Last Thursday the Department for Education (DfE) issued a press release headed ‘England joins new study to improve children’s early development’. England, it announced, is to participate in a new cross-national assessment of five-year-olds, the ‘International Early Learning and Child Well-being Study’ (IELS), organised by the Organisation for Economic Cooperation and Development (OECD), with participating countries organising the collection of data to a common format.
Modelled on OECD’s well-known international assessment of 15-year-olds, the Programme for International Student Assessment (PISA), the IELS will assess four learning ‘domains’ (emerging literacy, emerging numeracy, self-regulation, and empathy and trust) using tablets, each domain taking approximately 15 minutes. Additional information will be gathered from parents and staff through written and online questionnaires.
Following a short period of design and development, including a field trial, a ‘main study’, across three to six countries, will be undertaken, followed by ‘quality control and analysis’ and a ‘report’ in 2019-2020. This may be just the start of a regular and larger-scale undertaking, the DfE telling us that ‘if successful, the OECD is expected to repeat the study in future years and invite other countries to take part.’
All this may come as a surprise to you. If so, you’re not alone. Most of the early childhood community in OECD’s 35 member states know nothing about IELS, despite IELS first being broached by a network of Government representatives in 2012 and its now advanced stage of development. Secrecy and lack of consultation has surrounded it from the start, and this continues. The DfE has participated in planning IELS for some time now, yet never sought to consult with the early childhood community in England; a ‘National Advisory Committee’ is now to be set up, too late, of course, to consult or advice on the major decision of whether or not to participate.
Neither, with one exception, do we know who else will participate. The exception is the USA, mentioned in DfE’s press release, but enquiries about which other countries have signed up, if any, meets a brick wall: DfE refers enquiries to OECD, OECD insists it is for individual countries to say. To date, I have been reliably informed that a number of countries (including Belgium, Canada, Denmark, Germany, Japan, New Zealand, Norway and Sweden) have declined to take part, but have heard of no others who have agreed to participate. We don’t know, therefore, if OECD will get the three to six countries it hopes to recruit for its initial round, or whether it will include just England and the US.
The secrecy surrounding this ‘pre-school PISA’, and the lack of enthusiasm for it among many countries, are not the only issues. Since news of the IELS began to spread from late summer 2016, serious concerns have been raised about it from individuals and organisations from many countries: the way a highly political project is presented as a purely technical exercise; the ignoring of diversity of context, culture and purpose; the possibility of the study (with its standardised scores and inevitable league tables) leading to more uniformity and narrowing of early childhood education; and a naïve belief in policy learning – to name but a few. But neither the OECD nor the DfE has so much as acknowledged such concerns, let alone responded to them. Both seem deaf to any voices except those in agreement.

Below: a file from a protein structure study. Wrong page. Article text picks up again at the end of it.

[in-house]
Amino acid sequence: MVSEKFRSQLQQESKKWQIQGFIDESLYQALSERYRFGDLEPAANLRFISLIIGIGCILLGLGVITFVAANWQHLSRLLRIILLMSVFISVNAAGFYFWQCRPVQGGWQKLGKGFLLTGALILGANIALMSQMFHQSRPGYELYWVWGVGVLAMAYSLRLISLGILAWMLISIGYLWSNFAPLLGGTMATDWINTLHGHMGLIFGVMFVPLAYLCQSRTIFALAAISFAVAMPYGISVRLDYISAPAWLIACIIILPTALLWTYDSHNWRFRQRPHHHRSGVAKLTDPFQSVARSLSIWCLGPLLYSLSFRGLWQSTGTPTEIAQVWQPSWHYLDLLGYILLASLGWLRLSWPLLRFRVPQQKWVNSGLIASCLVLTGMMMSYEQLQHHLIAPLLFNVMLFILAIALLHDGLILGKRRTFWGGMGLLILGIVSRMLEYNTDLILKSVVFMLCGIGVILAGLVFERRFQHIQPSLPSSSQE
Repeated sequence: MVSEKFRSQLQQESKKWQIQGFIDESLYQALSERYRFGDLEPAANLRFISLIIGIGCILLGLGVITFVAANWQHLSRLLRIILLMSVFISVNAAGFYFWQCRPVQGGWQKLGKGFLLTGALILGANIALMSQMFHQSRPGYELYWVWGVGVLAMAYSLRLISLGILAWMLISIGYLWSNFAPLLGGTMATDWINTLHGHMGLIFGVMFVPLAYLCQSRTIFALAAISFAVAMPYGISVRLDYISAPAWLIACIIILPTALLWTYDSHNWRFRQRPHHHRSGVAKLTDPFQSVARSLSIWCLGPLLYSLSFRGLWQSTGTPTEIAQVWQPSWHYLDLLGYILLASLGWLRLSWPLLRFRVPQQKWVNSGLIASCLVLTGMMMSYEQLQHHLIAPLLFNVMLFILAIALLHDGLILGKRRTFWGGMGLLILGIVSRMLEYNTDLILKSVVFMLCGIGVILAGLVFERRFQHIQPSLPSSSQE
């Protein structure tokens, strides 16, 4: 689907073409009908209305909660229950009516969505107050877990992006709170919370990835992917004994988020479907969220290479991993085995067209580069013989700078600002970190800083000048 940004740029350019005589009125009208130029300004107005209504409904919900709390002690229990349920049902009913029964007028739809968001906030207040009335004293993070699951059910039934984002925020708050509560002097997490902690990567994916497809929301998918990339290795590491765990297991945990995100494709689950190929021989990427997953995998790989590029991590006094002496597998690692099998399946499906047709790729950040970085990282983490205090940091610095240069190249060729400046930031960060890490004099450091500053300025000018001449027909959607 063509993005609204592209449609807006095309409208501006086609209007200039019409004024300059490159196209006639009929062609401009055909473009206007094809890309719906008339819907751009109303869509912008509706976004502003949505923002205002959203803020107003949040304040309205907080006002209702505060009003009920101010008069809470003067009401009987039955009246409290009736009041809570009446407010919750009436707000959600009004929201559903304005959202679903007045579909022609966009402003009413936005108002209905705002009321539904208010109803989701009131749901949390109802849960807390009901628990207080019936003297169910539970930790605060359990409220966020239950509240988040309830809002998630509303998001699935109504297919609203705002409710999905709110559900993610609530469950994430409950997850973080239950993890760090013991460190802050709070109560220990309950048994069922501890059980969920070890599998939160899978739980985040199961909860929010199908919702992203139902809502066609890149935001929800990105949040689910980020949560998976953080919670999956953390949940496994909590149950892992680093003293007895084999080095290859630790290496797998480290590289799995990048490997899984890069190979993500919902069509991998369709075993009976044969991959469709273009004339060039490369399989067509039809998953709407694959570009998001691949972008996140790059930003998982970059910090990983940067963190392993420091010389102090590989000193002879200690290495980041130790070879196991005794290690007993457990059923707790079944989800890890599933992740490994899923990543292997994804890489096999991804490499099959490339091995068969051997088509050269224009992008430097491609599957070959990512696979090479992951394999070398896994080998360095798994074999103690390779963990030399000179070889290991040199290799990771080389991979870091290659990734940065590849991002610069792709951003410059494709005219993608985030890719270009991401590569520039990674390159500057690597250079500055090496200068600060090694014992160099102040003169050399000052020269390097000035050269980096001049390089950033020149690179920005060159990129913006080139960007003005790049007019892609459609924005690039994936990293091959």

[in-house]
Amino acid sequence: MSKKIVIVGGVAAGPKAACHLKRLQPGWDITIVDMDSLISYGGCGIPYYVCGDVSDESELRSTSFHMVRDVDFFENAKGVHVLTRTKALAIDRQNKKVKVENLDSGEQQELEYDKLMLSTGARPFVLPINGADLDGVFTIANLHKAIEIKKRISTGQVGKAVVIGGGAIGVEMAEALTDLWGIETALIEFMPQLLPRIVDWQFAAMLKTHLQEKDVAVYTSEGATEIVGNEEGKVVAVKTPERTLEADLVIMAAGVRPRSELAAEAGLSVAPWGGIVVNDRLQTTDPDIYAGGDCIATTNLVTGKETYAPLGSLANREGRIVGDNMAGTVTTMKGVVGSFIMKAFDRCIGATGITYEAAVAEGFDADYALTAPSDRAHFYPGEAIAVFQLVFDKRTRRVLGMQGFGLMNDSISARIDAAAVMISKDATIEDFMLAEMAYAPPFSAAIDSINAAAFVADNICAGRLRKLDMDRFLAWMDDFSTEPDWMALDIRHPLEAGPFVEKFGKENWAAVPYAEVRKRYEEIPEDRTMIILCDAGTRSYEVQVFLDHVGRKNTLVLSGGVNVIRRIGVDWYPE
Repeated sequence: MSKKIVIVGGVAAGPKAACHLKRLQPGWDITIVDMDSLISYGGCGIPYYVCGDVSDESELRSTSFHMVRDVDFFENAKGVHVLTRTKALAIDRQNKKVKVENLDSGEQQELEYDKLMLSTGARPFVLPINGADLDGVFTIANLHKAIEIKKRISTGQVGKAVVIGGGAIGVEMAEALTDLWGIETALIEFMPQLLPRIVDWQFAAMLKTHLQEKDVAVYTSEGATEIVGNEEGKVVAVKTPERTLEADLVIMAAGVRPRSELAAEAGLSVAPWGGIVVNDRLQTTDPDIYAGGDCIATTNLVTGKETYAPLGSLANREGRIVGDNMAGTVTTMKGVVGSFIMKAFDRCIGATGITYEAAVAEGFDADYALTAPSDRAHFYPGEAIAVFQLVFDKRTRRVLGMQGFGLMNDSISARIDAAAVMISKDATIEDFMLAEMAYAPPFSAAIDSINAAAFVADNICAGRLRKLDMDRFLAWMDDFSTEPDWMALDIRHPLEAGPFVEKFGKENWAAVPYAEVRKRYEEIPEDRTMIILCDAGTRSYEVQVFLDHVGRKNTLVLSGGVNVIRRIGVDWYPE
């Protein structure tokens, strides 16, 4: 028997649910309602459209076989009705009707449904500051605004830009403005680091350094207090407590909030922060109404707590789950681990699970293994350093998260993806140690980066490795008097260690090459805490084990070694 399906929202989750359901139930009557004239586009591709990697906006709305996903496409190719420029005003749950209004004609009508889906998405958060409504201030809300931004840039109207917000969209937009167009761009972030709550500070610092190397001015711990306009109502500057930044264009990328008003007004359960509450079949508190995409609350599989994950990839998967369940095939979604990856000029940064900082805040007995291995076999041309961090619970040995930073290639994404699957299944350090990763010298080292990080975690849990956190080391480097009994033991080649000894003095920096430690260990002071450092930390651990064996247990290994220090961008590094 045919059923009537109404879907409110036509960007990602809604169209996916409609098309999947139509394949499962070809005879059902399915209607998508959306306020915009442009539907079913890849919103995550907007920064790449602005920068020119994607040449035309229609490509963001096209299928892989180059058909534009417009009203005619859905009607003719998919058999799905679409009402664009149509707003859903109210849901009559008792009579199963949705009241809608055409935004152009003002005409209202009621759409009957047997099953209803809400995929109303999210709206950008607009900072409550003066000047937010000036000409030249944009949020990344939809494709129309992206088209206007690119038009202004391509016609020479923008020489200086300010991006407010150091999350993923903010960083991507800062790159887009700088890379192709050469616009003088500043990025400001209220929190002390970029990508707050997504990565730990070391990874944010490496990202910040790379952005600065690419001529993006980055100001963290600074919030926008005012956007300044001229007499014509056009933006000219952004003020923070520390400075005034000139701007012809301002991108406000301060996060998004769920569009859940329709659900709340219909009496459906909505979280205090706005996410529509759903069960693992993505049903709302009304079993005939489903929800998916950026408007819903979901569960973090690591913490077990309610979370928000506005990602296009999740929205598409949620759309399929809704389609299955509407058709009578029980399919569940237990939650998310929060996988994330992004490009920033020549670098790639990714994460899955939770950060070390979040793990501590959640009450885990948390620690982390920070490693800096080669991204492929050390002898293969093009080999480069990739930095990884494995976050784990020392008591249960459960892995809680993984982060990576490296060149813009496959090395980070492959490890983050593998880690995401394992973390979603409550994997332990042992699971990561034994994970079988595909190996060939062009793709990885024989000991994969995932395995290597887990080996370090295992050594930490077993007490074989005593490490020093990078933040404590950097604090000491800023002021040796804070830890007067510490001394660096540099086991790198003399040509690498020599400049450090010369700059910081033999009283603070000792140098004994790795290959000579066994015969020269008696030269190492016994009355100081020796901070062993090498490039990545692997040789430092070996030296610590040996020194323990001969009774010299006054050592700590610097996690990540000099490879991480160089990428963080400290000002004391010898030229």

I have been critical of the IELS since I first heard of it, through the grapevine, last year. But I am not opposed to comparative studies of early childhood education and care – far from it, I believe they are urgently needed. Indeed, my main objection to the IELS is that it is a wasted opportunity. Rather than this ‘pre-school PISA’, we need an approach that is respectful of diversity, welcoming of complexity, inclusive of the field’s multiple perspectives, and provoking of thought. The saddest part of this sad episode is that OECD has already undertaken an exemplary study, between 1996-2006, Starting Strong 1 and 2, a landmark comparison of ECEC in 20 countries, using case-study methods that were sensitive to the diversity and complexity of systems and pedagogies.
Rather than build on this work, OECD has turned to a mass testing approach, with standardised measures of standardised outcomes, an example of what the great Italian educator Loris Malaguzzi termed ‘Anglo-Saxon testology’. I’ll leave the last word to him: ‘[testology] is nothing but a ridiculous simplification of knowledge, and a robbing of meaning from individual histories.’